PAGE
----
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E to A# is an Augmented 4th, right?

The best answer would have been: Augmented 4th or Tritone. This will make the teacher to be convinced that the student really understands how special this interval is.
Vincent Obi's user avatar
3 votes
Accepted

Can we shift the diatonic scale "one fifth" to the left?

Your wording of the question is a little unclear. You don't need to move by perfect fifths eight time to get seven tones, only six jumps by perfect fifth will give you seven tones. Also, I'm not sure ...
Michael Curtis's user avatar
2 votes
Accepted

3:1 (or 1:3) interval, does it exist ? How to perform it from a C?

Wouldn't the resulting sound be highly agreable to hear ? Likely yes. It is attributed to Pythagoras to discover that notes which frequency ratios can be expressed with small integers are consonant. ...
user1079505's user avatar
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3 votes

What is the size of a doubly diminished second

It's a semitone down. A bit theoretical (but no more so than a diminished unison I suppose) but the interval-naming system supports it.
Laurence's user avatar
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4 votes

What is the size of a doubly diminished second

You're correct, a diminished second is a unison and a doubly diminished second would be a semitone downwards. Not everything that is theoretically possible is of any practical musical use, this is a ...
PiedPiper's user avatar
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1 vote

Augmented intervals

There are three things to state when describing an interval. Firstly, major/minor/perfect/diminished/augmented. Secondly a number. Thirdly a direction (up/down). So we can talk about a major third ...
Peter's user avatar
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3 votes

Augmented intervals

Sure, the system extends to unisons. An augmented unison is straightforward, you just decide to spell a semitone as C to C♯ rather than C to D♭. The diminished unison may be more of a theoretical ...
Laurence's user avatar
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3 votes

Augmented intervals

Augmented unison is definitely a thing. C and C#. Nothing weird about it. Diminished unison, well... would be kind of the same as augmented unison, only you'd think of the two tones in reverse - ...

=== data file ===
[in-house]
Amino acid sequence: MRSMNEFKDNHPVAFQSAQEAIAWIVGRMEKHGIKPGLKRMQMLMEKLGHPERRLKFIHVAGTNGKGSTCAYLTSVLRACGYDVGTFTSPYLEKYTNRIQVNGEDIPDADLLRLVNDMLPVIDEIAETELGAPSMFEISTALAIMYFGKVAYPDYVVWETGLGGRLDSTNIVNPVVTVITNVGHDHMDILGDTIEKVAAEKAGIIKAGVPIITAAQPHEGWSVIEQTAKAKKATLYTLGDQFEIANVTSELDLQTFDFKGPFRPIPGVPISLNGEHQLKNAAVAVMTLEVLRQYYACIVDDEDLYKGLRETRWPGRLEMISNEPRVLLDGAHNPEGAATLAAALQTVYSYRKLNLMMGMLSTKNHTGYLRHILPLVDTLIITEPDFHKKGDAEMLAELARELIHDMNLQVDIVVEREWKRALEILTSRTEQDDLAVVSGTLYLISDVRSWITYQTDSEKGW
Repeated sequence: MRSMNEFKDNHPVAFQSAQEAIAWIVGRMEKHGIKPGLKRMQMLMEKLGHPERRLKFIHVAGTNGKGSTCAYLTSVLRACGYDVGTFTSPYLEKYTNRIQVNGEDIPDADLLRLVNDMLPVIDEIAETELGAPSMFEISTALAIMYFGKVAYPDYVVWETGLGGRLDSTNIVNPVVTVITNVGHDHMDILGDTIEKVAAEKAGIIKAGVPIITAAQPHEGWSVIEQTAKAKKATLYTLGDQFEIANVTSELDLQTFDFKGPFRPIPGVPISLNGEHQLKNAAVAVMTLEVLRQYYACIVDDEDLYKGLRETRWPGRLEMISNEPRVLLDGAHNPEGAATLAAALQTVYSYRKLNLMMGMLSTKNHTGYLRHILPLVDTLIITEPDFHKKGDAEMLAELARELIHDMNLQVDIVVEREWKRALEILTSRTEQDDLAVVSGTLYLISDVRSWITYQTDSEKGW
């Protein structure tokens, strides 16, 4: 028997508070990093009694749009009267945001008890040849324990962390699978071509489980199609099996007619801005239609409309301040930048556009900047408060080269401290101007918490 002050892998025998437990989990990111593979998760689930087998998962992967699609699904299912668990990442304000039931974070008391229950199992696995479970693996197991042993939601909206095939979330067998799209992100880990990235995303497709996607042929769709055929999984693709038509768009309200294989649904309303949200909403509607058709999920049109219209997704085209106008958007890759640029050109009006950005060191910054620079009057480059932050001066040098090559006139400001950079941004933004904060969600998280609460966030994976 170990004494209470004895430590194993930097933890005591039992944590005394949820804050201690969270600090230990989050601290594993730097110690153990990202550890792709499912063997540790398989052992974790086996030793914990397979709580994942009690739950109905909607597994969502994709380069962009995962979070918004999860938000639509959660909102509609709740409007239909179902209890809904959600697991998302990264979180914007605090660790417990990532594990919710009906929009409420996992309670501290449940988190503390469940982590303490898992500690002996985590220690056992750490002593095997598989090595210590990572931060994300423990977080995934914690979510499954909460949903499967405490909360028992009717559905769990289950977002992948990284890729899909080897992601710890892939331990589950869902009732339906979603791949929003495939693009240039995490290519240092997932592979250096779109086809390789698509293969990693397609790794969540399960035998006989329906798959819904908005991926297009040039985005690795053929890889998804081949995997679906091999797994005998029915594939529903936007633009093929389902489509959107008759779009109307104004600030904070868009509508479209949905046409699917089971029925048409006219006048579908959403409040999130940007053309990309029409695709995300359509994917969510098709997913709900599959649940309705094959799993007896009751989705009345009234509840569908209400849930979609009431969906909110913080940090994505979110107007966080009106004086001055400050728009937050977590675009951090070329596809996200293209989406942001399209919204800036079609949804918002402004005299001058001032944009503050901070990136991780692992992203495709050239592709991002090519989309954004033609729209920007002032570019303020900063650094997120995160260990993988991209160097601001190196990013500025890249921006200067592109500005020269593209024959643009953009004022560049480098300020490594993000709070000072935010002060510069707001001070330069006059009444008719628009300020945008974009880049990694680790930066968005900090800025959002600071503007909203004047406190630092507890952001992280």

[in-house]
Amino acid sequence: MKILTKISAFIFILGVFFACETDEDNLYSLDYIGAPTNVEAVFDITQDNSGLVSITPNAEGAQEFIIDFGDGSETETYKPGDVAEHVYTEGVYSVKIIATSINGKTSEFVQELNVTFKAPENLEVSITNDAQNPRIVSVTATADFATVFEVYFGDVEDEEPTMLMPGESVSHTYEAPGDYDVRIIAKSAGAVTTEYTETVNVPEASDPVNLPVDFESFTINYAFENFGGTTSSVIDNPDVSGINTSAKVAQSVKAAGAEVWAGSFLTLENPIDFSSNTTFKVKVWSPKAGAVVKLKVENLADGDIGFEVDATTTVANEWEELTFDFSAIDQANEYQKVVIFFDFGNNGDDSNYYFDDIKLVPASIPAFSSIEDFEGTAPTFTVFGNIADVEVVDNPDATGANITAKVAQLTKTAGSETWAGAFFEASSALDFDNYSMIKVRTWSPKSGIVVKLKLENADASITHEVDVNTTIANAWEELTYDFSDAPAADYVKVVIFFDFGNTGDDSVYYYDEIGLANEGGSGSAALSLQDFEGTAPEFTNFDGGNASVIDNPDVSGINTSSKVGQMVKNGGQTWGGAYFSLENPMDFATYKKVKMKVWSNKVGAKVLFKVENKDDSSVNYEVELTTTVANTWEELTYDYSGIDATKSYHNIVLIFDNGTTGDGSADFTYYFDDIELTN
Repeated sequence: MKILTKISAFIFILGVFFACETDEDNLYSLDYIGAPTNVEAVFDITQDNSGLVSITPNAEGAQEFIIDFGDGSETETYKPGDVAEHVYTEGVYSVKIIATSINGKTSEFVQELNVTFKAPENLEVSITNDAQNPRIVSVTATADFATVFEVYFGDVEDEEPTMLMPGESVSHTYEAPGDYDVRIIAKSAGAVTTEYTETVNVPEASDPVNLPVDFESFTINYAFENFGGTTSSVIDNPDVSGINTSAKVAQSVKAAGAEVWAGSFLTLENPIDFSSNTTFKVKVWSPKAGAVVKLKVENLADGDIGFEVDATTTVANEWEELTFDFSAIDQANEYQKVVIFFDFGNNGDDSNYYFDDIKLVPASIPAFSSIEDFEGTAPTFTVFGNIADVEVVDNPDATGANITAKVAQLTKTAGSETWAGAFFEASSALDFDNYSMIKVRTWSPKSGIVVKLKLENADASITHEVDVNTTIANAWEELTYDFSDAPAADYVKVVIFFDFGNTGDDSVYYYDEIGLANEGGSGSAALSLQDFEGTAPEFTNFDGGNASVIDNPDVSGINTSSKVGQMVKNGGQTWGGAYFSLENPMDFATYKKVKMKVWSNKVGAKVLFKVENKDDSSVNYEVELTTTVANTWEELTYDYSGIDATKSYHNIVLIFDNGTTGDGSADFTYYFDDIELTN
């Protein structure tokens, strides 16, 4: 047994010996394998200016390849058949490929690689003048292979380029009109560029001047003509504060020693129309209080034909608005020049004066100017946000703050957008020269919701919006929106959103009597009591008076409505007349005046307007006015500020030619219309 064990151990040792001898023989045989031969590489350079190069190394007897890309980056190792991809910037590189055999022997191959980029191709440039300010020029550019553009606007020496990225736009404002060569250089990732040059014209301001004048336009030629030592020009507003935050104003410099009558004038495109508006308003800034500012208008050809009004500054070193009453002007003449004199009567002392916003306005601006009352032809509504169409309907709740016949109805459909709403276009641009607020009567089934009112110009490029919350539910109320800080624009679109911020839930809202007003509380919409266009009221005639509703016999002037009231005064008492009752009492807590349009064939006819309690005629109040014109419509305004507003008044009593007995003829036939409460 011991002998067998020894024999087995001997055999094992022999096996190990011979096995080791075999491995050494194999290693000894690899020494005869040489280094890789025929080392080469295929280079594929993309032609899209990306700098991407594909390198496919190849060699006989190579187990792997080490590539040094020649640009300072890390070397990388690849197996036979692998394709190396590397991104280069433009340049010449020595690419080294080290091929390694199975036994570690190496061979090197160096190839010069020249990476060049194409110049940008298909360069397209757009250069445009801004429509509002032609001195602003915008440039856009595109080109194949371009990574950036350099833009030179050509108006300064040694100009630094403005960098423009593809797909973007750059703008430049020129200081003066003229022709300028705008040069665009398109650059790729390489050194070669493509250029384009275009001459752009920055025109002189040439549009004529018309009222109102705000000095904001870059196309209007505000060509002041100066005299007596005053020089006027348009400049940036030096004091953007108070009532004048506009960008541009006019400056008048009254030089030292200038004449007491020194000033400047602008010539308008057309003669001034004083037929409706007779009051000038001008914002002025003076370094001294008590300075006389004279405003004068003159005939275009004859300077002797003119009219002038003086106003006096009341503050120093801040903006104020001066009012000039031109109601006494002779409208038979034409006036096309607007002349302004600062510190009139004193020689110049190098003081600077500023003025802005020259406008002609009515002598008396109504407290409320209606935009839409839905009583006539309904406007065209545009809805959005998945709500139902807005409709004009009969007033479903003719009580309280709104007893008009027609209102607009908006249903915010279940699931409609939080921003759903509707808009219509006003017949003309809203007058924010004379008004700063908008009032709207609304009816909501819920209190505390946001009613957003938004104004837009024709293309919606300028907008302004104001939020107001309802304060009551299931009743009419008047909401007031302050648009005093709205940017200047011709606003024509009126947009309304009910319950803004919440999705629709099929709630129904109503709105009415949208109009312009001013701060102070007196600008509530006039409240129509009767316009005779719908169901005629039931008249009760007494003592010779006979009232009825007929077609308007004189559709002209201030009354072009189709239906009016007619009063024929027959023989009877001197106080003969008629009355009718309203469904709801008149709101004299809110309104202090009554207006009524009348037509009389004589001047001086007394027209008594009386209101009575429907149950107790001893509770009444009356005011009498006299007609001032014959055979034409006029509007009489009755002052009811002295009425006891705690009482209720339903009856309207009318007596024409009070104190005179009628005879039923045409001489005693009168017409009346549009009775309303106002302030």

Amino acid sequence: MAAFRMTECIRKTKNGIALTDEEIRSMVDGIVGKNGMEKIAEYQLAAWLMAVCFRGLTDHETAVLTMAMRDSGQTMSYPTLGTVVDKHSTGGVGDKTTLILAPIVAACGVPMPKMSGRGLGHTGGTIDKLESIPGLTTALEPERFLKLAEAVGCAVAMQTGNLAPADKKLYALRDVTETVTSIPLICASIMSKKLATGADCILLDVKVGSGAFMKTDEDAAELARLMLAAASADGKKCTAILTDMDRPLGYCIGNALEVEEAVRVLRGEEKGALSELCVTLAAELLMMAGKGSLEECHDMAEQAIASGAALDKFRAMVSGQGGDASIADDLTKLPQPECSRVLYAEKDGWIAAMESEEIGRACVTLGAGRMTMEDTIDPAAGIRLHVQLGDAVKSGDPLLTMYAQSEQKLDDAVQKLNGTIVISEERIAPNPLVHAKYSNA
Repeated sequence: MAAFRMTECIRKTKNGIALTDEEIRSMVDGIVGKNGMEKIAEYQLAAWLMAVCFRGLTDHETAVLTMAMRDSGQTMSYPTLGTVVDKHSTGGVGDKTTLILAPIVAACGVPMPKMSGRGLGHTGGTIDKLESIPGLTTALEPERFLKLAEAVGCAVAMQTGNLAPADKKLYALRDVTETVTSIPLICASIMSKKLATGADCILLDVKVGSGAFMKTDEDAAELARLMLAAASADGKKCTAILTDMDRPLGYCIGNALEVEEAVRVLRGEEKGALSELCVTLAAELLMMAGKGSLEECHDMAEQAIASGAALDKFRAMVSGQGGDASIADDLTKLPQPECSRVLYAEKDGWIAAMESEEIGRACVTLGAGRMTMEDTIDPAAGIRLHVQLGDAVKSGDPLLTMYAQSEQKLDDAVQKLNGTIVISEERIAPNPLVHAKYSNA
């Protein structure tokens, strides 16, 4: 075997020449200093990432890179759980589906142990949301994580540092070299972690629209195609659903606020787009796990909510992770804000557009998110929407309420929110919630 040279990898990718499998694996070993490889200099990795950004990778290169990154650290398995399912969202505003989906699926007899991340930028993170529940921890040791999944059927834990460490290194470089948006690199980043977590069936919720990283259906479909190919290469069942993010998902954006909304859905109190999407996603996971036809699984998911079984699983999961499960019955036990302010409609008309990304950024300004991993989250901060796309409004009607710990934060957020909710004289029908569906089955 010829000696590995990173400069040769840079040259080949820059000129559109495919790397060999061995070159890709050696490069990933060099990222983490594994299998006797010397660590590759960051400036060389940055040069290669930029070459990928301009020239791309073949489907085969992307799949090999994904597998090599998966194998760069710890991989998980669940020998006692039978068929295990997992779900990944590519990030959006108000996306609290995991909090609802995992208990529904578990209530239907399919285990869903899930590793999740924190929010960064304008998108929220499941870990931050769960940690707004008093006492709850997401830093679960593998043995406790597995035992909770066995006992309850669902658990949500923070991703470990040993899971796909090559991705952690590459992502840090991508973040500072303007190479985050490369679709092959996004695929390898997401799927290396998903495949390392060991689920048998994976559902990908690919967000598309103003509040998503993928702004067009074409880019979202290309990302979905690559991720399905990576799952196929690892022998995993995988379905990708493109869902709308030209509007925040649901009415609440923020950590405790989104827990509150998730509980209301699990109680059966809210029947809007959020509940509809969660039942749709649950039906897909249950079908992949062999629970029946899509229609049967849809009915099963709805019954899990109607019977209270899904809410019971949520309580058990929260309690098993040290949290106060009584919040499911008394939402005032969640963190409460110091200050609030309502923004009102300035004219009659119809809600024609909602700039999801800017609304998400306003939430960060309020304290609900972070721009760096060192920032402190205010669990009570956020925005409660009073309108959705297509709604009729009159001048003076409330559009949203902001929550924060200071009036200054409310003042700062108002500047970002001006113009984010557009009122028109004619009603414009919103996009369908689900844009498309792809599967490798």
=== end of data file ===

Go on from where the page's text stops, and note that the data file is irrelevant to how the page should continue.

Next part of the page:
Divizna's user avatar
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1 vote
Accepted

How did minor 2nd get its name?

The intervals of a second, third, sixth, seventh, ninth and so on come in pairs: smaller and larger. The larger n-th is always one semitone larger than the smaller one. Smaller second - one semitone, ...
Divizna's user avatar
  • 2,304
1 vote

How did minor 2nd get its name?

The term minor in these cases refers to smaller (major = greater/larger). So a m2 is smaller as an interval than M2, by one semitone. It has nothing at all to do with notes in the minor key. Even ...
Tim's user avatar
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0 votes

Confusion regarding intervals

Thank you everbody for your contribution to answering my question.It seemed to me that this topic does throw up confusion in others as well. So I decided to go back and read a bit more and now I think ...
jonel's user avatar
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2 votes

Confusion regarding intervals

Strangely enough, there are also minor 3rd intervals in a major scale! In key C for example, ^3>^5 (E>G) is a m3. So is A>C. You have been sold misinformation, or have translated it wrongly, ...
Tim's user avatar
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4 votes

Confusion regarding intervals

All the notes of a major scale are a major interval above the tonic. (Except that we call 'major' 4ths, 5ths and octaves 'Perfect' rather than 'Major'.) C to D is a major 2nd, C to E is a major 3rd ...
Laurence's user avatar
  • 92.1k
22 votes

Confusion regarding intervals

This somewhat confusing pedagogical device may be stated more precisely thus: every degree of the major scale (excluding the fourth, fifth, and octave, because these are perfect intervals) is a major ...
phoog's user avatar
  • 22.3k
2 votes

Confusion regarding intervals

The statement that "ALL the intervals on a major scale are major intervals" is indeed confusing and not true. As you mentioned, the 3rd to 4th is a half step (minor 2nd) and 7 to root is ...
Nick DiSebastian's user avatar

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